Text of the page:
11:00 PM CST | February 26, 2019
I wanted to write a quick update on the progression of our cold front. As noted on Facebook this evening, the weather models show the cold front crashing into North Texas a couple hours earlier. A couple weather models are also showing colder temperatures behind the boundary. Let me compare two of tonight's weather models. The first is the NAM (North American Mesoscale) model, which typically handles these types of airmasses better than most of its competitors. The loop begins at 12:00 PM Wednesday and continues through 12:00 PM Thursday.
This particular model shows the freezing line near a Bonham, to Decatur, to Graham line by midnight tomorrow night. It brings this line as far south as a Paris, to Greenville, to Weatherford, to Abilene line by daybreak Thursday morning. Now, let's compare this model to another one - the GFS (Global Forecast System A.K.A. the 'American' model).
The farthest south this model brings the freezing line through daybreak Thursday is Vernon. This is quite a difference between the two models! Rather than take either model at face value, I want to compare how the two have verified today. I am going to use Norman, Oklahoma as an example. This morning's NAM and GFS models had predicted a 6:00 PM temperature of 38*F and 41*F, respectively. The early afternoon runs of the two models predicted 35*F and 41*F, respectively. At 6:00 PM, the actual temperature at Norman was 30*F. While both were too warm, the higher resolution NAM had begun to catch onto the actual trends and made a downward adjustment. The GFS failed to recognize the just how cold the air was behind the boundary.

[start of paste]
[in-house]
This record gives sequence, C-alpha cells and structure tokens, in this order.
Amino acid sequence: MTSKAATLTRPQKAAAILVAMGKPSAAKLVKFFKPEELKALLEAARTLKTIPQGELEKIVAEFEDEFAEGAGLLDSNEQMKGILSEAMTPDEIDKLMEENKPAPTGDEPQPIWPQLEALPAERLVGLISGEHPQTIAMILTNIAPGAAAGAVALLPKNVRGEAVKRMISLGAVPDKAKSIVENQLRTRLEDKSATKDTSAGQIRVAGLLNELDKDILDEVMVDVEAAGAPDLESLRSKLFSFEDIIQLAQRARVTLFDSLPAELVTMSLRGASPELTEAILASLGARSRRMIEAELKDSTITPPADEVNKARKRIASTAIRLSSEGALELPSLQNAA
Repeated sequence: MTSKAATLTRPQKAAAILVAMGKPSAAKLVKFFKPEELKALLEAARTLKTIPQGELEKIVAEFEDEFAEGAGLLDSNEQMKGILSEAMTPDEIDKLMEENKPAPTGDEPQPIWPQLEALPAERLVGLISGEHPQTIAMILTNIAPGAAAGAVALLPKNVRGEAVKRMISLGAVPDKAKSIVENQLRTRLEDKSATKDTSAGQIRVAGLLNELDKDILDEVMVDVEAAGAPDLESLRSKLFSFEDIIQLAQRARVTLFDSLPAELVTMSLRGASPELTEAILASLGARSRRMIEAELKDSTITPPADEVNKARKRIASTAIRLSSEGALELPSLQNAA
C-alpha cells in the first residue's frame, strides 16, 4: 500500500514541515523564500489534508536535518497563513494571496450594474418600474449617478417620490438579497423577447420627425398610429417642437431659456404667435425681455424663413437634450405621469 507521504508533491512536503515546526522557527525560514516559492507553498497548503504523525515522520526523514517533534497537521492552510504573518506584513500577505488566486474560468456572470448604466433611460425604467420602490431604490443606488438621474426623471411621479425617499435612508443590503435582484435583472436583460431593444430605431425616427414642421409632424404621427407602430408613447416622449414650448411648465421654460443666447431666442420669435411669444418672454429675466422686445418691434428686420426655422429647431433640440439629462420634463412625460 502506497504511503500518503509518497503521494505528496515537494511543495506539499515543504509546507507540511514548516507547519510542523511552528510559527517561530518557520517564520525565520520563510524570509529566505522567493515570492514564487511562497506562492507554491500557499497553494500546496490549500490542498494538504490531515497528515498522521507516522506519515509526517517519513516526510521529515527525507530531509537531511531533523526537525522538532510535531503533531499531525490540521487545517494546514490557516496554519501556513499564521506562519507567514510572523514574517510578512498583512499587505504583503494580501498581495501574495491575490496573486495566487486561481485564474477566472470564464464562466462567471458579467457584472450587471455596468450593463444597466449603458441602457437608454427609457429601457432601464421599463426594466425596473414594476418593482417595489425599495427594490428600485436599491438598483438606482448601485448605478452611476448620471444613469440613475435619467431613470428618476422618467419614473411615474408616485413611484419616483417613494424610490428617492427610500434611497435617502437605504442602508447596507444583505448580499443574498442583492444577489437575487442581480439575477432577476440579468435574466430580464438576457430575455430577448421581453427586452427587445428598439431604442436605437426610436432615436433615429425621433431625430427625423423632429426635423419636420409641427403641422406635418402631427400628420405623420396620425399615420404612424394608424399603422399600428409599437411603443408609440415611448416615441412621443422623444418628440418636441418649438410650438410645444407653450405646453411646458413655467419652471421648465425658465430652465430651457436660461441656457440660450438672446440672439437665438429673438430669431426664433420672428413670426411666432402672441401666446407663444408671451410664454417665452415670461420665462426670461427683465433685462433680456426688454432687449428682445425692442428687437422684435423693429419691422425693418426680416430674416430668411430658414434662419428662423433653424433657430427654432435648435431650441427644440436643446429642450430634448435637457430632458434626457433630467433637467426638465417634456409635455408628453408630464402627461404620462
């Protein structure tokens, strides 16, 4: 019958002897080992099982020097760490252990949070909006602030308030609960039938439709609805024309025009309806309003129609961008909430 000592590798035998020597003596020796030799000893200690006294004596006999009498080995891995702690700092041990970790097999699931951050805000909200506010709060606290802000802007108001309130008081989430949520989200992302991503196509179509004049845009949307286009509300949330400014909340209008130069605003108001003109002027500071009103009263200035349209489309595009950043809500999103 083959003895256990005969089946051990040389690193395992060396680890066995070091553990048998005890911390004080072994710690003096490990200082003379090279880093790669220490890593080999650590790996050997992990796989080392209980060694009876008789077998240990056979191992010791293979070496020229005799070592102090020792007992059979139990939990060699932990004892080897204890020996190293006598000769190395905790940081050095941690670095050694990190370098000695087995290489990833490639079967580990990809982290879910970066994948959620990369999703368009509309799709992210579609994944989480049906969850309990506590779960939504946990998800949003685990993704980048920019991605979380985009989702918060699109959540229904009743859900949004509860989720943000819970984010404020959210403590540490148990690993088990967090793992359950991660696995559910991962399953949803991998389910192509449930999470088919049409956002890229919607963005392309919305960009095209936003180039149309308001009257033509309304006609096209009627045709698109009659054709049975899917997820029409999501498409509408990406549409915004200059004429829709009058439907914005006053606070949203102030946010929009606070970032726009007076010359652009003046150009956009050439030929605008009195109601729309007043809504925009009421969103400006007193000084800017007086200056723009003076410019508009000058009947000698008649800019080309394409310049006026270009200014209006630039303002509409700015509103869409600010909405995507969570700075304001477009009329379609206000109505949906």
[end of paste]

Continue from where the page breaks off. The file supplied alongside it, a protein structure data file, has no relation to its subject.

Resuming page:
The truth probably lies somewhere between these two weather models. My gut feeling is that it may not be as cold as the NAM, but it will lean in that direction. Areas of drizzle will be possible tomorrow night and into early Thursday morning near and to the north of the front. If surface temperatures are as cold as the NAM is suggesting, it would bring up the possibility for freezing drizzle across parts of Northwest Texas Wednesday night-Thursday morning. While nothing to be concerned about right now, it is something I will keep an eye on tomorrow. For the latest local weather information for your area, please visit the National Weather Service website. You can also find us on Facebook.